Along with another Savannah Film Festival selection, Michael Haneke’s Amour (2012), Quartet represents another meditation on growing old—but within the entertainment industry. In fact, Quartet‘s most poignant moment occurs as Reginald (Courtenay) stares out across the autumnal grounds of Beecham at sunset, contemplating his own mortality and the return of his ex-wife, Jean (Smith). Hoffman’s camera then rotates from Reginald to directly face the sunset. The moment suggests the quartet’s future: their light’s almost out, but for now, they’ll shine with striking radiance. The whites, browns, and golds of Beecham’s interior—similar to those of the apartment in Amour—additionally express these golden years. Quartet, though, doesn’t exist within the same melancholic shadows of Amour and its somber, quiet realism. It also lacks the depth of performance. I fully expect Emanuelle Riva to receive at least an Oscar nomination for her performance in Amour. Though Quartet‘s performances are amusing, the cast isn’t stretched to their dramatic ends. The movie’s a small, controlled chamber debut for Hoffman. The conventional “let’s put on a show to save —” narrative extends back to the cinema’s early sound era. And each of the movie’s tightly structured three acts simply consists of Jean resisting something. The first act is propelled by her arrival at Beecham. A former diva who “never took less than twelve curtain calls,” Jean immediately perpetuates characteristics from Smith’s roles in Marigold (“I don’t want to be here, but am forced to for health reasons”) and Downton (noble resentment and a longing for the past). The second act is propelled by her refusal to rejoin the quartet, who wish to revive their interpretation of Verdi’s Rigoletto for the benefit. And until “a quartet of lights” atop Beecham fade to black at the movie’s close, the third act is propelled by whether she and Reginald will resume their relationship.
Until this third act, it’s Connolly—recently honored by the Leicester Comedy Festival as the most influential U.K. stand-up comedian of all-time—who really gives the most memorable performance. He’s perfectly cast as the lovable lecher Wilfred, who flirts with residents, nurses, and his married doctor, and tosses profanities and suggestive gestures around with seasoned dexterity. Of course, however deserved, I can’t praise him exclusively. In singling out Connolly, I’m reminded of the praiseworthy performances by both Smith and Courtenay (one of the movie’s funniest moments has Reginald interrupting a tender walk with Jean by lambasting his nurse with profanities for serving him apricot jam), as well as Collins, whose ditzy and endearing Cissy completes the quartet.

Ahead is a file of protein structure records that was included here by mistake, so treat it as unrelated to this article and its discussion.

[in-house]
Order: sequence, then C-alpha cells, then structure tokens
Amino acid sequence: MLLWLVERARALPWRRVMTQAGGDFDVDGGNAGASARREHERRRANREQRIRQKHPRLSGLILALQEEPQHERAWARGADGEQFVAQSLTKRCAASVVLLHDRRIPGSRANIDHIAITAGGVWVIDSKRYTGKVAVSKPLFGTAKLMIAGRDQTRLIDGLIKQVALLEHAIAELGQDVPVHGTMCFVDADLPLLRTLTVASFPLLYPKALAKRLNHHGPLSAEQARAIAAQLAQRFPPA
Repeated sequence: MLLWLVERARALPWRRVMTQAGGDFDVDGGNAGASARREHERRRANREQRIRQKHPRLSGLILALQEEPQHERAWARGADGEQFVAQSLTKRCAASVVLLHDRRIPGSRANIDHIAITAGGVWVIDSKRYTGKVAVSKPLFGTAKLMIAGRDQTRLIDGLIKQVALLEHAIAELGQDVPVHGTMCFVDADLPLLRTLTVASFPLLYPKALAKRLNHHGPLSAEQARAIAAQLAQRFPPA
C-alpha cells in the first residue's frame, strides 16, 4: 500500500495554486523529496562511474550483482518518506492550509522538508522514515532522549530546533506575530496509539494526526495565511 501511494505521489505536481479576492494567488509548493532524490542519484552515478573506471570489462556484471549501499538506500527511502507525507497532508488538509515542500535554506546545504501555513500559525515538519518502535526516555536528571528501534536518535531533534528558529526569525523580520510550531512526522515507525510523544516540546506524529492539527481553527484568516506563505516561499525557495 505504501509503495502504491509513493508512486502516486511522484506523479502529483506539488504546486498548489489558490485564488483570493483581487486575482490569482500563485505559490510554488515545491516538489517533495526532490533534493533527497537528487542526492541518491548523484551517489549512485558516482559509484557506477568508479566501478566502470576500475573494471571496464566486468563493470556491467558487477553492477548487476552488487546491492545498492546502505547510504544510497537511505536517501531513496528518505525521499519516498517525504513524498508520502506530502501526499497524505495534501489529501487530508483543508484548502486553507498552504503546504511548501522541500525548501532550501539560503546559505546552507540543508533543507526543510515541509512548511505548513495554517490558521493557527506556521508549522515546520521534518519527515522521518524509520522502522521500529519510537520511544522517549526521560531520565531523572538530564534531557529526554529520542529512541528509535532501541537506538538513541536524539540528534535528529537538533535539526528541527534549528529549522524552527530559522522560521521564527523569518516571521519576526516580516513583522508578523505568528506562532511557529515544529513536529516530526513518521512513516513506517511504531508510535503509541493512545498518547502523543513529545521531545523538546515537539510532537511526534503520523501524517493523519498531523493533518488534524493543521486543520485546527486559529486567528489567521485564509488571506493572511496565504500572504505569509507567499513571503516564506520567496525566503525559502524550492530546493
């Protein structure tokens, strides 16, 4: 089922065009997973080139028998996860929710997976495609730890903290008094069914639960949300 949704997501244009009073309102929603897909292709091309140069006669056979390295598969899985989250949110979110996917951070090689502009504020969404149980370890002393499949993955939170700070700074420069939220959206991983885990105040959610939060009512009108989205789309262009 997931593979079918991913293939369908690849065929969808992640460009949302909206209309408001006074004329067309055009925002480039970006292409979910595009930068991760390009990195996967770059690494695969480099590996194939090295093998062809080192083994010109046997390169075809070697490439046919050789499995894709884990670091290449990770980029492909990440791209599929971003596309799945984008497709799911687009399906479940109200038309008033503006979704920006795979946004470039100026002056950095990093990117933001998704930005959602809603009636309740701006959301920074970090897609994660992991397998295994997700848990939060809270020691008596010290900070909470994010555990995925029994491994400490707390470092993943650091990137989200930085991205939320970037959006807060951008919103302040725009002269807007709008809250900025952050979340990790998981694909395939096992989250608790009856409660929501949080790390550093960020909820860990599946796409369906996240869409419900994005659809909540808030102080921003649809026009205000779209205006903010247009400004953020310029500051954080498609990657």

In many ways, Quartet is not Amour, but this cast performs exactly as Hoffman and the script require. Following recent Boomer-pleasers like Hope Springs (2012), where an aging couple struggles with love, and Trouble with the Curve (2012), where an aging baseball scout proves he “can still do it,” Quartet is a contained, witty meditation on growing old.
Published December 3, 2012.
Scotty Barnhart was born and raised in Elkins, West Virginia. He received his B.A. in English from Davis & Elkins College in 2009. He is currently completing his M.A. in Cinema Studies at the Savannah College of Art and Design. He is the Graduate Assistant for the Cinema Studies department, as well as Student Editor for The Cine-Files. Some of his research interests include the history of classical Hollywood, genre theory, and the life and work of Alfred Hitchcock. His master’s thesis is a close reading of The Invisible Man (1933). He resides in the suburbs of Savannah with his wife, Erin, and dog, Maxwell.